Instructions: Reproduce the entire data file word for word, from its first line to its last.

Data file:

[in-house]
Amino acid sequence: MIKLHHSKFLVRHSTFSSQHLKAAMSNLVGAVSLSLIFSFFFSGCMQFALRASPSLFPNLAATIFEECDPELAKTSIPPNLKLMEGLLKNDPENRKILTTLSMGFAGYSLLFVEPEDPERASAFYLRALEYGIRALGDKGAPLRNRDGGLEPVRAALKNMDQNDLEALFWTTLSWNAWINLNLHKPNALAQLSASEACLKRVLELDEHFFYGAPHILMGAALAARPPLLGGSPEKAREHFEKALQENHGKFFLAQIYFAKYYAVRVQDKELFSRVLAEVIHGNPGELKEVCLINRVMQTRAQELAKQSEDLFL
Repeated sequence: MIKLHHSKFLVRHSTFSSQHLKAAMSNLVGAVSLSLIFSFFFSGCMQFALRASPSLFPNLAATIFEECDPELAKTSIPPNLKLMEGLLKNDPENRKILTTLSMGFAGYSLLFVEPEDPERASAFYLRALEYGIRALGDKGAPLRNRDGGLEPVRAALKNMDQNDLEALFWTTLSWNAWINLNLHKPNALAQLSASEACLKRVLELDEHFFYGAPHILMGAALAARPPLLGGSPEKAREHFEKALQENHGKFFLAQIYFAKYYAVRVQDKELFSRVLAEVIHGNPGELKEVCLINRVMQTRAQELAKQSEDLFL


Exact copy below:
[in-house]
Amino acid sequence: MIKLHHSKFLVRHSTFSSQHLKAAMSNLVGAVSLSLIFSFFFSGCMQFALRASPSLFPNLAATIFEECDPELAKTSIPPNLKLMEGLLKNDPENRKILTTLSMGFAGYSLLFVEPEDPERASAFYLRALEYGIRALGDKGAPLRNRDGGLEPVRAALKNMDQNDLEALFWTTLSWNAWINLNLHKPNALAQLSASEACLKRVLELDEHFFYGAPHILMGAALAARPPLLGGSPEKAREHFEKALQENHGKFFLAQIYFAKYYAVRVQDKELFSRVLAEVIHGNPGELKEVCLINRVMQTRAQELAKQSEDLFL
Repeated sequence: MIKLHHSKFLVRHSTFSSQHLKAAMSNLVGAVSLSLIFSFFFSGCMQFALRASPSLFPNLAATIFEECDPELAKTSIPPNLKLMEGLLKNDPENRKILTTLSMGFAGYSLLFVEPEDPERASAFYLRALEYGIRALGDKGAPLRNRDGGLEPVRAALKNMDQNDLEALFWTTLSWNAWINLNLHKPNALAQLSASEACLKRVLELDEHFFYGAPHILMGAALAARPPLLGGSPEKAREHFEKALQENHGKFFLAQIYFAKYYAVRVQDKELFSRVLAEVIHGNPGELKEVCLINRVMQTRAQELAKQSEDLFL